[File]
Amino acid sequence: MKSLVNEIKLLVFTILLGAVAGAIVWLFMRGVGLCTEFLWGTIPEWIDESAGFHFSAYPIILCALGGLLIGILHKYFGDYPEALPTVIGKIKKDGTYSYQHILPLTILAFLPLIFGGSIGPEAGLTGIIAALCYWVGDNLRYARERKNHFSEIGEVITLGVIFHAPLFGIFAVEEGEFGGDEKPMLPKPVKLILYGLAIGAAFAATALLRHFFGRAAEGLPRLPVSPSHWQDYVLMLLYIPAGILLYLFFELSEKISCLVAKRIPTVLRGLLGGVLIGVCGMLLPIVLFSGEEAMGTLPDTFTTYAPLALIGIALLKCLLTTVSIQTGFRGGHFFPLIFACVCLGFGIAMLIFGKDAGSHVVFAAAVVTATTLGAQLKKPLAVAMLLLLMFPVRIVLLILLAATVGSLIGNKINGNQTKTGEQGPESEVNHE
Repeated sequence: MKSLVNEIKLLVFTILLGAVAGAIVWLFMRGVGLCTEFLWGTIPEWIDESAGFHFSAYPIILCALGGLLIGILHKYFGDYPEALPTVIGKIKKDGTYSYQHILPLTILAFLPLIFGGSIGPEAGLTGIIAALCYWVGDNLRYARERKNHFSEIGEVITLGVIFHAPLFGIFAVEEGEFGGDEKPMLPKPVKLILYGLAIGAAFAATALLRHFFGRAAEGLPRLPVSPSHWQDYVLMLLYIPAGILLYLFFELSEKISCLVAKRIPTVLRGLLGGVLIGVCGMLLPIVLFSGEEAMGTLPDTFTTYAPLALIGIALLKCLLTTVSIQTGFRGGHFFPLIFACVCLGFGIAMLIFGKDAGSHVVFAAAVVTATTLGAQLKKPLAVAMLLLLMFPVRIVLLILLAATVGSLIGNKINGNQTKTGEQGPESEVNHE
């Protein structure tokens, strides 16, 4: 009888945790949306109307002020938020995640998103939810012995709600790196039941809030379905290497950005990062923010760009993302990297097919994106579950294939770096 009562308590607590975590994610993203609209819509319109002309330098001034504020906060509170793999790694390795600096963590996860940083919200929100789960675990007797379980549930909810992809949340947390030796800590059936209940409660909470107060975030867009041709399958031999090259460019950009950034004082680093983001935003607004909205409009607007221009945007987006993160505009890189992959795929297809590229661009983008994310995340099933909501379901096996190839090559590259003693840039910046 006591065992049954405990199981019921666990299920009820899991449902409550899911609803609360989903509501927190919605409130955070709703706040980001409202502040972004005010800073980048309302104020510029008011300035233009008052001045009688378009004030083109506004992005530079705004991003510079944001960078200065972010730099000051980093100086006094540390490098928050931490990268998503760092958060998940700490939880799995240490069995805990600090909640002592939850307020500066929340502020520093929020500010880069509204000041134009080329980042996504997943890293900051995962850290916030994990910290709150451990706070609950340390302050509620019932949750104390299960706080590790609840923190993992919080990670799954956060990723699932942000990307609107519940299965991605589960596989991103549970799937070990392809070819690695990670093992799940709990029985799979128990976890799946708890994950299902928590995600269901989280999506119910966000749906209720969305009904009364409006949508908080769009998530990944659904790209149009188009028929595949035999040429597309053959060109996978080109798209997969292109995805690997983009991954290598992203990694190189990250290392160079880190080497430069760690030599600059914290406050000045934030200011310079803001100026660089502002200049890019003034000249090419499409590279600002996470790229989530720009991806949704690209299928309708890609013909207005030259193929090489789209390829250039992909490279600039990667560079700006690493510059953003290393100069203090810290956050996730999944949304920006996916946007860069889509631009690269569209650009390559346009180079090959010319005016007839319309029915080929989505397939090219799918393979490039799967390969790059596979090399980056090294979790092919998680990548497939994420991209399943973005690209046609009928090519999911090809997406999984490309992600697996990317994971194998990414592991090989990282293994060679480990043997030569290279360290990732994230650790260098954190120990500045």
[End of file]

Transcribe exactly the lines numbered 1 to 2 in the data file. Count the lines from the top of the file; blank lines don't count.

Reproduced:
Amino acid sequence: MKSLVNEIKLLVFTILLGAVAGAIVWLFMRGVGLCTEFLWGTIPEWIDESAGFHFSAYPIILCALGGLLIGILHKYFGDYPEALPTVIGKIKKDGTYSYQHILPLTILAFLPLIFGGSIGPEAGLTGIIAALCYWVGDNLRYARERKNHFSEIGEVITLGVIFHAPLFGIFAVEEGEFGGDEKPMLPKPVKLILYGLAIGAAFAATALLRHFFGRAAEGLPRLPVSPSHWQDYVLMLLYIPAGILLYLFFELSEKISCLVAKRIPTVLRGLLGGVLIGVCGMLLPIVLFSGEEAMGTLPDTFTTYAPLALIGIALLKCLLTTVSIQTGFRGGHFFPLIFACVCLGFGIAMLIFGKDAGSHVVFAAAVVTATTLGAQLKKPLAVAMLLLLMFPVRIVLLILLAATVGSLIGNKINGNQTKTGEQGPESEVNHE
Repeated sequence: MKSLVNEIKLLVFTILLGAVAGAIVWLFMRGVGLCTEFLWGTIPEWIDESAGFHFSAYPIILCALGGLLIGILHKYFGDYPEALPTVIGKIKKDGTYSYQHILPLTILAFLPLIFGGSIGPEAGLTGIIAALCYWVGDNLRYARERKNHFSEIGEVITLGVIFHAPLFGIFAVEEGEFGGDEKPMLPKPVKLILYGLAIGAAFAATALLRHFFGRAAEGLPRLPVSPSHWQDYVLMLLYIPAGILLYLFFELSEKISCLVAKRIPTVLRGLLGGVLIGVCGMLLPIVLFSGEEAMGTLPDTFTTYAPLALIGIALLKCLLTTVSIQTGFRGGHFFPLIFACVCLGFGIAMLIFGKDAGSHVVFAAAVVTATTLGAQLKKPLAVAMLLLLMFPVRIVLLILLAATVGSLIGNKINGNQTKTGEQGPESEVNHE